Commuters in Leeds endured miserable journeys to work this morning as wintry weather caused traffic problems across the city and the rest of West Yorkshire.
Roads in Rawdon and Calverley were reportedly gridlocked during the rush-hour following overnight snow.
Motorists also faced “very hazardous” driving conditions on the A6120 ring road in Horsforth.
Lengthy tailbacks built up on the A61 Scott Hall Road southbound through Chapel Allerton.
Two lanes were closed on the A1(M) southbound between Boston Spa and Bramham because of a multi-vehicle accident, with the resulting queues stretching as far as Wetherby.
Transport firm First warned passengers to expect delays of about 20 minutes on most of its services in Leeds.
The number 4A was terminating at Pudsey Waterloo while the 62 was not running on Woodhall Road.
Yorkshire Tiger buses in Kirklees were using main roads only.
On the trains, a reduced timetable was in operation between Leeds and Manchester.
Around 150 schools in West Yorkshire were closed.
Northern Powergrid said it had drafted in extra engineers to repair any damage to electricity lines.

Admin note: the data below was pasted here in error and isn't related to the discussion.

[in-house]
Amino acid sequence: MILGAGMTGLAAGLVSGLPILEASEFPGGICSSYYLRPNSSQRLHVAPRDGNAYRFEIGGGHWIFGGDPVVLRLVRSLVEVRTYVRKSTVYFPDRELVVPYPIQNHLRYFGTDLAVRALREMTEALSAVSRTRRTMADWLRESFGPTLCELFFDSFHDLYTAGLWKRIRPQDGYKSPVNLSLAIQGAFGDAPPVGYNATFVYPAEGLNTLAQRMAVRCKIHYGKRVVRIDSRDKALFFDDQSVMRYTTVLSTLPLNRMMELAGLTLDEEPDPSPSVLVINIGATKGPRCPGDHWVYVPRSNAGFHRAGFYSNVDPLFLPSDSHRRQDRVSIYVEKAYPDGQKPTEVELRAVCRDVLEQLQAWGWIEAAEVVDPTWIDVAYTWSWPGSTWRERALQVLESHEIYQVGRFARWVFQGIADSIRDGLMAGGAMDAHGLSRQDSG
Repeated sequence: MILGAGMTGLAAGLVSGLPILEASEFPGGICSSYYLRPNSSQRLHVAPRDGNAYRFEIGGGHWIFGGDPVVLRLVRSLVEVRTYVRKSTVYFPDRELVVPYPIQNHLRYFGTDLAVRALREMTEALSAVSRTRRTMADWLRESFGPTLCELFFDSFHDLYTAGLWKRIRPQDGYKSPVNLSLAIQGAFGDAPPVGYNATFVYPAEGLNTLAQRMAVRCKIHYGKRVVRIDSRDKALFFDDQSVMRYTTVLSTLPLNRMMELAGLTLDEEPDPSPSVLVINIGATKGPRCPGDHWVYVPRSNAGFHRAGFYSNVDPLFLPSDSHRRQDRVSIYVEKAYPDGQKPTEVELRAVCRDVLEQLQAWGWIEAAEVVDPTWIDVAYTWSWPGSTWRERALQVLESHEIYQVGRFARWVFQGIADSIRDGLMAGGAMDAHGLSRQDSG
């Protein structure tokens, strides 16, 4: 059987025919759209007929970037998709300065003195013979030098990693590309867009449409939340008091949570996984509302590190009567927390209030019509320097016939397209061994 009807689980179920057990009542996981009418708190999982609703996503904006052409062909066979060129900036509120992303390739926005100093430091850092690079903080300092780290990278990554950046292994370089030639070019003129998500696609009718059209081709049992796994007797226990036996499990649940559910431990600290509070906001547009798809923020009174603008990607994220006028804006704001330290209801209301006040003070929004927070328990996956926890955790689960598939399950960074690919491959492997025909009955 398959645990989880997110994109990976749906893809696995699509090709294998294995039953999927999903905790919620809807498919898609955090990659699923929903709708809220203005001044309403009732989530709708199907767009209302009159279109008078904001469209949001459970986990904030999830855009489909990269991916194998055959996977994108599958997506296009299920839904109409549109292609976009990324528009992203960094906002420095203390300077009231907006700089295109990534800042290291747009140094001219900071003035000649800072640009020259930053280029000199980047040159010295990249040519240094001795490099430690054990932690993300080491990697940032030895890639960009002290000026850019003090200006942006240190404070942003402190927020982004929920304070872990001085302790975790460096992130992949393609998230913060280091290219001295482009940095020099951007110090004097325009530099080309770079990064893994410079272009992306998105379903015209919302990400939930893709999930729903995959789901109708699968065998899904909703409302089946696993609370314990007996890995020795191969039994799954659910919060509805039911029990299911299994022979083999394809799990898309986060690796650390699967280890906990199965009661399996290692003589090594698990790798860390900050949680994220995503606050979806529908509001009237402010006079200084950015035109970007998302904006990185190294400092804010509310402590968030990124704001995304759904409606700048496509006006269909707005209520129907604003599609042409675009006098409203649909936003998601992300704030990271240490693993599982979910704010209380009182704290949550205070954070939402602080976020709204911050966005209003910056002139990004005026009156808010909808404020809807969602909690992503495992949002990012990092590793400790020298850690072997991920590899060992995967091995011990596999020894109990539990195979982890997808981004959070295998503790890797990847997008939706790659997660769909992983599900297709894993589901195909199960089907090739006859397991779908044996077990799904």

Additional staff were also on duty at its contact centre to help customers suffering power cuts.
Residents in Yorkshire can reach the centre by calling 0800 375675.
Bin crews in Leeds said they were facing “significant problems” accessing parts of the north and west of the city due to snow, ice and traffic congestion.
The city council said it would aim to get collections back on track within 48 hours, subject to the weather conditions.
Intermittent wintry showers, some of them heavy, were continuing in Leeds this afternoon.
Gritters are due out on the city’s roads at 7pm today and 4.30am tomorrow.
The Met Office has a severe weather warning in place for the whole of Yorkshire and Humberside until 11am tomorrow.
Another warning has been issued for the region between 12.15am and 11.45pm on Sunday.
Meanwhile, Dr Angie Bone, head of extreme events team at Public Health England, said: “In this sort of weather we know that older people and people in poor health tend to stay indoors.
“While this is sensible, it’s worth remembering these people may need help getting to a hospital or GP appointment, with shopping or prescription fetching, or just someone to talk to. If you know someone in this situation, and most of us do, think about what you can you do to help out.
“Contrary to popular belief, it’s actually working age adults who have most slips and trips outside in cold and icy weather, not older people, which is why it’s important to wear shoes with a good, slip-resistant grip to prevent any accidental falls.”